Tendon & Ligament Injuries

What is it?

Tendon injuries are the second most common injury seen in the hand. These smooth structures aid movement of the digits whilst ligaments stabilise the joints, preventing inappropriate movement.

Tendons within the hand act as strong cords connecting muscles of the forearm to the bones in the handFlexor tendons supply the palmar side of the hand and are responsible for flexion of the digits into a fist. Extensor tendons are located on the back (dorsal) aspect of the hand and act to straighten the fingers and thumb.

Why does it occur?

Blunt or penetrating trauma is usually the responsible. A laceration across the hand or digit is likely to damage the smooth tendon beneath. Comparatively, ‘catching’ a finger in a door or ‘stubbing’ it during sport can rupture the supporting ligaments.

What are the symptoms?

Pain and swelling are often present after injury. Dependent on the type of tendon or ligamentinvolved, loss of function and permanent deformity may result. Some deformities are characteristic of a particular injury:

Mallet finger – End of the finger lies in a bent position that can’t be straightened.

Boutonniere deformity – The middle finger joint is bent downwards whilst the end joint is flexed, otherwise known as a ‘swan-neck’ deformity.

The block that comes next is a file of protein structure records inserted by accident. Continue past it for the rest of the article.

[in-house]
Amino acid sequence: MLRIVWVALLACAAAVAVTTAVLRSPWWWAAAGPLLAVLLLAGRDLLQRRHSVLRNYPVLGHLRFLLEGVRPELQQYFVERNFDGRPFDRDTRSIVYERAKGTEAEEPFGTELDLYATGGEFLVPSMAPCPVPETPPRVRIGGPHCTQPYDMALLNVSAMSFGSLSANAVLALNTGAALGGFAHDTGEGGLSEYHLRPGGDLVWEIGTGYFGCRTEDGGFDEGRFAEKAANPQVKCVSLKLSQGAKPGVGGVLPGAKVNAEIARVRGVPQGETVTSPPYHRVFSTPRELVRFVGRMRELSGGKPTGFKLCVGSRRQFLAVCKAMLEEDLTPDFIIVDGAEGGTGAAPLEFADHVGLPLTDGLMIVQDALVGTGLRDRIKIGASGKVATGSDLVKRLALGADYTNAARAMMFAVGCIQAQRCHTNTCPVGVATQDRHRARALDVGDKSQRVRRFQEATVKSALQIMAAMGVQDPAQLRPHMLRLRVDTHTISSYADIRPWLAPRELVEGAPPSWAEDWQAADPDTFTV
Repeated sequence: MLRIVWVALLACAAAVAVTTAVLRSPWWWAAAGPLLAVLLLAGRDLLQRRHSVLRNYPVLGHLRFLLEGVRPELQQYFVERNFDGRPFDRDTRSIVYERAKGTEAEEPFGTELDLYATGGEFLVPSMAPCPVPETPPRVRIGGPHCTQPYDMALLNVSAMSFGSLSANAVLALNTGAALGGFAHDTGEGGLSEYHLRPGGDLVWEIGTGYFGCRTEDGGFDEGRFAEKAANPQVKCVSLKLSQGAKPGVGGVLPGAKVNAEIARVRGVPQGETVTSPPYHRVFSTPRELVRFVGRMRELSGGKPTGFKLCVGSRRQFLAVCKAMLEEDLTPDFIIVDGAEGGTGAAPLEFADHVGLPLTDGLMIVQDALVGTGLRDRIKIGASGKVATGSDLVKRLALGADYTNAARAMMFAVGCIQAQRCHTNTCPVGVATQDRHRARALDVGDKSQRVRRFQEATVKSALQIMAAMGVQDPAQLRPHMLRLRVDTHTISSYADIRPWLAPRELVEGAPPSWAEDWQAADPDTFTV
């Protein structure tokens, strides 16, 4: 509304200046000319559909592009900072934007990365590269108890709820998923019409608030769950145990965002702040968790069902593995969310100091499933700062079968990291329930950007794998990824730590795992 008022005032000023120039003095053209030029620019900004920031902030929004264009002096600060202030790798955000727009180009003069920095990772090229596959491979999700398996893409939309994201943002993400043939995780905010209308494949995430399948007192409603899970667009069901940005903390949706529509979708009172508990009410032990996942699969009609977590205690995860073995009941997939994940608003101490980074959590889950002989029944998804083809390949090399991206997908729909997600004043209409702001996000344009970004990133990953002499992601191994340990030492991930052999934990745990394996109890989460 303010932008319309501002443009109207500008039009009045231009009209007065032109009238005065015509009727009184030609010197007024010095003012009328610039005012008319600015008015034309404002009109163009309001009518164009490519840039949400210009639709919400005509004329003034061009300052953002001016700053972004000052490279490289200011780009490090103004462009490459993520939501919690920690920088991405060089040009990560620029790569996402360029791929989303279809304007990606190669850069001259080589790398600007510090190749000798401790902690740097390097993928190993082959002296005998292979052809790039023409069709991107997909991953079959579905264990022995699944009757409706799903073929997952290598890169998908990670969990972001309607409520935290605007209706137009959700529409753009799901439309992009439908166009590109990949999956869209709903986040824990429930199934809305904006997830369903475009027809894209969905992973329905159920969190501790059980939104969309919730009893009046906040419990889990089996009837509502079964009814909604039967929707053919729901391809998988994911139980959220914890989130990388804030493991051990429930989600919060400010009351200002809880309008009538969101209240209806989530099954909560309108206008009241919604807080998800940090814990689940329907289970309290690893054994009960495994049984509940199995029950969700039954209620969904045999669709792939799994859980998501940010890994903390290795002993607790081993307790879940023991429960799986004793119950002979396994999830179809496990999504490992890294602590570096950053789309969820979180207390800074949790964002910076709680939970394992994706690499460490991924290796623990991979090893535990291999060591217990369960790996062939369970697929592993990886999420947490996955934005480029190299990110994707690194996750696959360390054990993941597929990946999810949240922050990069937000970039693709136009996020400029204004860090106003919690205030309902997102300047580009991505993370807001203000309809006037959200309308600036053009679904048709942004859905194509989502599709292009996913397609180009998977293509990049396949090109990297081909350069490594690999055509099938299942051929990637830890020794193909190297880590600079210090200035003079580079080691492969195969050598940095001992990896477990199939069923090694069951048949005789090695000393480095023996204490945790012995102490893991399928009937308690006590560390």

How is it diagnosed?

A detailed history and examination may be sufficient in establishing the diagnosis. X-rays and magnetic resonance imaging may be utilised to establish if any bony injury is also present or extent of damage.

How is it treated?

1. Non-surgical treatment

Dependent on the type of tendon or ligament injury, such as mallet finger, conservative measures with a splint and hand therapy may be the chosen first line treatment. The splint will often need to be worn 24 hours a day for a period of several weeks.

2. Surgical treatment

Flexor or extensor tendon lacerations will require surgical intervention. The cut ends often retract significantly after the event, needing surgical repair to regain function. This may be conducted under regional or general anaesthetic as a day case procedure. The hand will be immobilised for a few days in a plaster splint to protect the repair until hand therapy review.

The hand therapy team will provide you with a lighter plastic splint and exercise regime to start within a few days of the operation. This is crucial in regaining range of motion and preventing contractures. Gradual return to activities will be guided by the team, as normal tendon strength can take a period of 3 months to return.

The One Team Specialists

Mike Lemon

Consultant Orthopaedic Knee Hip Specialist BM BCh, BA Hons, FRCS(Tr & Orth)

Oliver Templeton-Ward

Consultant Orthopaedic
Knee Specialist FRCS(Orth)

Kerry Acton

Consultant Orthopaedic Surgeon BSc (Hons), FRCS (Tr & Orth)